Spare some "Change?"
A couple of hunters hired an Alaskan bush pilot to drop them in a remote location, then return in seven days to pick them up. At the appointed time, the pilot arrived and loaded the hunters and their gear in the plane. “Wait a minute,” said the first hunter. “What about our moose?” “Sorry,” said the pilot. “We’re at maximum weight already.”
“But our pilot last year loaded our moose, and he had the same size plane as this one.”
“Really?” asked the pilot, not wanting to be outdone. “Well, I guess we could give it a try.”
With that he strapped a moose carcass on each pontoon. They sputtered to the end of the lake to get the longest possible takeoff. He shoved the throttle forward; they began to move, and finally, they lifted off the lake, just skimming the trees. But the pilot was right. They were seriously overloaded, and crashed just minutes into the flight.
Both hunters were knocked unconscious, but came to at about the same time. The first hunter looked around at the mess, moose meat and plane parts everywhere.
“Where are we?” he asked his partner.
“About 50 yards from where we crashed last year.”
The intention of this verse seems to be that the men of Issachar had some skill in discerning the meaning of current political events, not an astrological skill (as in Esth 1:13) but resulting from shrewd observation.
What does it say?
What does it mean?
A Good Beginning
In the 1800‘s the Shaker’s had colonies all over New England, but today, only one colony-the New Gloucester, Maine colony-is still active, and it has only eight Shakers keeping the “old way.” At one time, the Shakers were on the cutting edge of progress and technology and were consumers of new and useful products, in fact, they were inventors. Today, they are best known for their craftsmanship and the quality of the style of furniture that bears their name.
A Good Opportunity
“After my first year at Stanford Business School, I went to see Jim Levy, then-president of Activision, Inc., which, at the time, was arguably one of the fastest-growing companies in the history of the world. Activision made games for the Atari 2600 game system and was rolling in dough. I wanted to work for Levy for the summer.
My bold proposal: “Hey, you’ve got all this cash and all these smart marketers and programmers. Why not go into the computer game business? You can dominate the PC the way you dominate the Atari 2600.
Looking back 25 years, that wasn’t such a bold proposal. After all, the PC market was only an inch or two away from the market that Activision was already in. But Levy disagreed with my proposition and almost had me removed from his office by force. He told me, “We’re in the cartridge business—and those machines use floppy disks. Forget it.”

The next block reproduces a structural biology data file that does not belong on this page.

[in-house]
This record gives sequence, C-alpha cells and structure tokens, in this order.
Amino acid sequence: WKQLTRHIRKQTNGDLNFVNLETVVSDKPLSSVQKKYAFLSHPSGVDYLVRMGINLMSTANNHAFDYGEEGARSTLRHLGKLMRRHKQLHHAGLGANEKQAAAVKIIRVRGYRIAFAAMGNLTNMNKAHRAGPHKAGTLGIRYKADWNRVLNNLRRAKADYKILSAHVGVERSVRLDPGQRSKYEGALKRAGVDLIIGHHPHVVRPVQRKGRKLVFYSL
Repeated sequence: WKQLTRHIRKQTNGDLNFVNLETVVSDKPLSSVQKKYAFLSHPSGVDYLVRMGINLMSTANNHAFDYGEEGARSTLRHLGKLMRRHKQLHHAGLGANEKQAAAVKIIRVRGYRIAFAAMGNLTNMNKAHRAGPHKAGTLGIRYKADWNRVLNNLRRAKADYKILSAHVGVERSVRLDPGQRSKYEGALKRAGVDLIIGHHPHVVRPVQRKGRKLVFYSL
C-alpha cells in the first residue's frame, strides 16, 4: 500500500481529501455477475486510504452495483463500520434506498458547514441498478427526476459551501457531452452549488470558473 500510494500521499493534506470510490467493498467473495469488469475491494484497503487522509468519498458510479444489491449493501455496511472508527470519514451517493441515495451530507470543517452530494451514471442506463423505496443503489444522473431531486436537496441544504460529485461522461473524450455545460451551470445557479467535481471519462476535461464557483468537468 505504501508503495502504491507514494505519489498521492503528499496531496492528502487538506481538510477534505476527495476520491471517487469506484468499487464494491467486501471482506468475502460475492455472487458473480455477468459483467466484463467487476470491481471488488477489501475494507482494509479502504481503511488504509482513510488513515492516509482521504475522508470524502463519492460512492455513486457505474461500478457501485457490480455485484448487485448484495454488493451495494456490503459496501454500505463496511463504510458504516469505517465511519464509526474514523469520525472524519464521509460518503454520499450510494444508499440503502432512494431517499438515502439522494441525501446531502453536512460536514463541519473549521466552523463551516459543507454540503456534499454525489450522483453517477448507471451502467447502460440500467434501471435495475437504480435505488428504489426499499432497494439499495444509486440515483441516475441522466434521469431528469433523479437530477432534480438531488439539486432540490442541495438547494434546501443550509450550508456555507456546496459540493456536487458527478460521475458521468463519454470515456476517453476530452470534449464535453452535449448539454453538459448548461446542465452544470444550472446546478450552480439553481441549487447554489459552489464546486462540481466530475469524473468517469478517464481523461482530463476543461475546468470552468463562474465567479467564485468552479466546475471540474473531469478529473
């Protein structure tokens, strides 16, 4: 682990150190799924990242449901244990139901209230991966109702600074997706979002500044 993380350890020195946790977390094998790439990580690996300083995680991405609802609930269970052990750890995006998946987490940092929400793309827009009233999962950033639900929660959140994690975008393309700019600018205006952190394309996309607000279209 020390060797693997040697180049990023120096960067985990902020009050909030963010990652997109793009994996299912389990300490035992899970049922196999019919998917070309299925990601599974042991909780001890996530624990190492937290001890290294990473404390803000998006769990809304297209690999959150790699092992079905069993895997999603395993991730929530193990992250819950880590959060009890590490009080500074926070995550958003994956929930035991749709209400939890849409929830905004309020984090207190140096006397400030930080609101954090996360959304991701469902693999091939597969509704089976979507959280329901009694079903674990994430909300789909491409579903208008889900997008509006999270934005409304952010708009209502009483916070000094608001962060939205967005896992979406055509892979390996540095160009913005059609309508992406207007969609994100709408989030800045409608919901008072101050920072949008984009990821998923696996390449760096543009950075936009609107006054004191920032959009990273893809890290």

A Good Heritage
In the mid 18th century, wealthy Massachusetts colonists built an elegant house to reflect their status in the new world. Over the next two hundred years, the same house sheltered all kinds of Americans, including revolutionaries who took up arms against the British, a family of abolitionists, a mill worker and her Irish mother, and finally, a family of frugal Yankees who fought World War II on the home front.
Forty years ago, the neglected and sagging house was marked for demolition when the city of Ipswich needed a new parking lot. Residents of the area recognized the historic value of the old home, and fought to save it from the bulldozers. They feared that the destruction of the old house meant losing touch with the past. Today, the house is a permanent display at the National Museum of American History. Though visitors can not actually go inside the structure, they can look through windows and cut away walls to get a sense of what it was like to live in the house during various periods of American history.
Museum historian and one the curators of the show, Lonn Taylor says, “In my opinion, it’s the greatest artifact in the museum.” Shelly Nickles, one of the other curators adds, “It should inspire people to realize the connections between themselves and their home lives and something greater. It surprises visitors how much history can be found by traveling through time and the lives of people in one house.”